Ibsen's Ghosts, although a relatively modern drama, maintains many classical elements of tragedy as defined by Aristotle and championed by the ancient Greek playwrights and poets. One element of displayed prominently in this case is character. Aristotle believed that there were four main elements to a good tragic hero: 1) the character must be good, 2) decorum, 3) the character must be true to life, and 4) constancy within the characters demeanor and actions. The tragic hero in Ibsen's Ghosts, Mrs. Alving, fits into these criterion, yet Ibsen also strays from Aristotle's conventions.
"The character will be good if the purpose is good." (pg. 27), according to Poetics. Ibsen attempts to create a good character in Mrs. Alving. Although she makes many mistakes and her judgments lead to the ultimate tragedy her intentions are good. "Yes, I was swayed by duty and consideration for others; that was why I lied to my son day in and day out." (Ghosts; pg. 29) She loves and wants to protect her son and to do so she feels she must shelter him from the truths of his father. "I want my boy to be happy, that is all I want. Mrs. Alving's goal is to purge herself and her loved one's from the past and the guilt which she feels for hiding the sins of her husband and therefore her family name. "I had been taught about duty, and the sort of thing that I believed in so long here. Everything seemed to turn upon duty-- my duty, or his duty-- and I am afraid I made your poor father's home unbearable for him Oswald." (ghosts pd. 53)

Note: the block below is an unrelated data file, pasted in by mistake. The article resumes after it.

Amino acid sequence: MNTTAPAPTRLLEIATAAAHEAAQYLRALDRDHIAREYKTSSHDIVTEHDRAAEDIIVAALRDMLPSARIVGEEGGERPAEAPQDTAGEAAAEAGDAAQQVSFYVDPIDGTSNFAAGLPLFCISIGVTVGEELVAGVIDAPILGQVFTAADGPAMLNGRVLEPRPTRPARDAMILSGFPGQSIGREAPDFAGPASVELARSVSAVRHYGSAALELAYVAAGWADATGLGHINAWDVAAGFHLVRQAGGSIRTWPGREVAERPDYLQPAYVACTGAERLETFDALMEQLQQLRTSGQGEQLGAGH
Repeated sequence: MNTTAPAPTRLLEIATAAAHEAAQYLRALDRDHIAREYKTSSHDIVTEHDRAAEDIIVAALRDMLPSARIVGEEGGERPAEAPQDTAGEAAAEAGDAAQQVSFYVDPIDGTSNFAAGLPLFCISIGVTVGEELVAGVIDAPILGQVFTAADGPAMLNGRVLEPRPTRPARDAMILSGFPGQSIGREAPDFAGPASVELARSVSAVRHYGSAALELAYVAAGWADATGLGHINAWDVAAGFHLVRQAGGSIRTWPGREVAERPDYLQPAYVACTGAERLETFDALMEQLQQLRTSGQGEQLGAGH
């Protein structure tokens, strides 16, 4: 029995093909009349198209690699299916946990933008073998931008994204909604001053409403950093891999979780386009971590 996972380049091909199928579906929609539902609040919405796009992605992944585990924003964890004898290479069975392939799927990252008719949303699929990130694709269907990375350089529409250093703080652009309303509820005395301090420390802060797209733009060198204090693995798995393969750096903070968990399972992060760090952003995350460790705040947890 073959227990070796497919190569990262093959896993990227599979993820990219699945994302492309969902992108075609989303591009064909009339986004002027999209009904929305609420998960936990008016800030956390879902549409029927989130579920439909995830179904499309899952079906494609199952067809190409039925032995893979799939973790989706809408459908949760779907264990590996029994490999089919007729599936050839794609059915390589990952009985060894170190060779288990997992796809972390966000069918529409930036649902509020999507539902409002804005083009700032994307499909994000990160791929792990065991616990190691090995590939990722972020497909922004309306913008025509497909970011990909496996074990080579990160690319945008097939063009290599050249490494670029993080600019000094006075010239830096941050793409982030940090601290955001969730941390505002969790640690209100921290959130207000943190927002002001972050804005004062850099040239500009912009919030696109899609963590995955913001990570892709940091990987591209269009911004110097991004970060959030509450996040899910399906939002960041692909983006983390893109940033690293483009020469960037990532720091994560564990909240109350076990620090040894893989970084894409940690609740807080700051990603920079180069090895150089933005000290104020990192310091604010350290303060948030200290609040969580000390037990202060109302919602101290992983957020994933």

Ibsen takes on a very modernistic' attitude in his creation of Mrs. Alving. The fact that she is female, intelligent and not at all portrayed as inferior to men, makes her character and role as a tragic hero unique and impressive. She is insightful and open to questioning the conventional thinking; "by praising as right and just what my whole soul revolted against, as it would against something abominable. That was what led me examine...
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